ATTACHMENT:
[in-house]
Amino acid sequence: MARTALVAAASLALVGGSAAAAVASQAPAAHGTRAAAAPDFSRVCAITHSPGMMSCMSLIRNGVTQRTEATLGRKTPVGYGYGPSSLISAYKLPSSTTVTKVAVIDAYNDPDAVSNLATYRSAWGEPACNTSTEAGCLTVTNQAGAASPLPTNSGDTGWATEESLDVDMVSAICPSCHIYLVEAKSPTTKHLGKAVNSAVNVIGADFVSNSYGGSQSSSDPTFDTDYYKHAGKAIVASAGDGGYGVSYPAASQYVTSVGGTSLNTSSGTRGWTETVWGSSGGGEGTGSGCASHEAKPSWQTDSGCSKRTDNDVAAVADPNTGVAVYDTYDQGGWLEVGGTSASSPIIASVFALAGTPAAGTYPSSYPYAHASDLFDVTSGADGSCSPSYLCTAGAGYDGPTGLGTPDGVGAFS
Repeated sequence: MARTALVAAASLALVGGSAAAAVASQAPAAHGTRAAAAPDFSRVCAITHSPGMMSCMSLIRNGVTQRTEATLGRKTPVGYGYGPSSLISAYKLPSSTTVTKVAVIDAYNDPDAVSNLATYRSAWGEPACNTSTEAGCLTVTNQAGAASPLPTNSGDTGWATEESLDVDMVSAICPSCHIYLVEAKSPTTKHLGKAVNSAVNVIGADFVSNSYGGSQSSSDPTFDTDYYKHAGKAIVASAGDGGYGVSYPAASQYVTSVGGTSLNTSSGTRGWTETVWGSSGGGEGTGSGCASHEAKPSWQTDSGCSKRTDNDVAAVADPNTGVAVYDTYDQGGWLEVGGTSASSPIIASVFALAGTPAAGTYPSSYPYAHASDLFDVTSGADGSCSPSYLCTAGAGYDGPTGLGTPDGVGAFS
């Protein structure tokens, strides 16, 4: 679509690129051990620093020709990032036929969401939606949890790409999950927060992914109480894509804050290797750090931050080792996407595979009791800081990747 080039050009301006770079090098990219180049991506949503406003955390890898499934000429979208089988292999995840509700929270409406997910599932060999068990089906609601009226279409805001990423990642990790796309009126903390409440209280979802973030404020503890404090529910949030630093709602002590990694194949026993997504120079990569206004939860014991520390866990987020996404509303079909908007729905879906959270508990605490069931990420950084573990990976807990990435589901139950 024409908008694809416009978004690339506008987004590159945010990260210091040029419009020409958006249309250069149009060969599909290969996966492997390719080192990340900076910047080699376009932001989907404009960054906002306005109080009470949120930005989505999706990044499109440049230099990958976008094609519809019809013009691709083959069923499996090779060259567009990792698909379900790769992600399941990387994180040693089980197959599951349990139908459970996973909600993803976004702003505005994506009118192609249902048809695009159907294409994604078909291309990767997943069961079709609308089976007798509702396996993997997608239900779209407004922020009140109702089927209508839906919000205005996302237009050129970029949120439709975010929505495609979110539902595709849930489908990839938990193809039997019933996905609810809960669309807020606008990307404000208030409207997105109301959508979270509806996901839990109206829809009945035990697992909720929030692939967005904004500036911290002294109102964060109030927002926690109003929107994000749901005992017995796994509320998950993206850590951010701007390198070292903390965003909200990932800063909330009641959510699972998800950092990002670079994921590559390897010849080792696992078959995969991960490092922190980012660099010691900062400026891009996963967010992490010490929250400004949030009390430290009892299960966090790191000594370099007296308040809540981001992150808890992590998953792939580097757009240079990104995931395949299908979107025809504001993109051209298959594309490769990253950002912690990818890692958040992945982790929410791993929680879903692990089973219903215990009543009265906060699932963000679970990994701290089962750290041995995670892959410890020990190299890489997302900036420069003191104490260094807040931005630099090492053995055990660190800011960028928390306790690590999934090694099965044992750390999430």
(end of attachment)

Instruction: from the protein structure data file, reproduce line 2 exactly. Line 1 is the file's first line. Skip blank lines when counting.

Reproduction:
Amino acid sequence: MARTALVAAASLALVGGSAAAAVASQAPAAHGTRAAAAPDFSRVCAITHSPGMMSCMSLIRNGVTQRTEATLGRKTPVGYGYGPSSLISAYKLPSSTTVTKVAVIDAYNDPDAVSNLATYRSAWGEPACNTSTEAGCLTVTNQAGAASPLPTNSGDTGWATEESLDVDMVSAICPSCHIYLVEAKSPTTKHLGKAVNSAVNVIGADFVSNSYGGSQSSSDPTFDTDYYKHAGKAIVASAGDGGYGVSYPAASQYVTSVGGTSLNTSSGTRGWTETVWGSSGGGEGTGSGCASHEAKPSWQTDSGCSKRTDNDVAAVADPNTGVAVYDTYDQGGWLEVGGTSASSPIIASVFALAGTPAAGTYPSSYPYAHASDLFDVTSGADGSCSPSYLCTAGAGYDGPTGLGTPDGVGAFS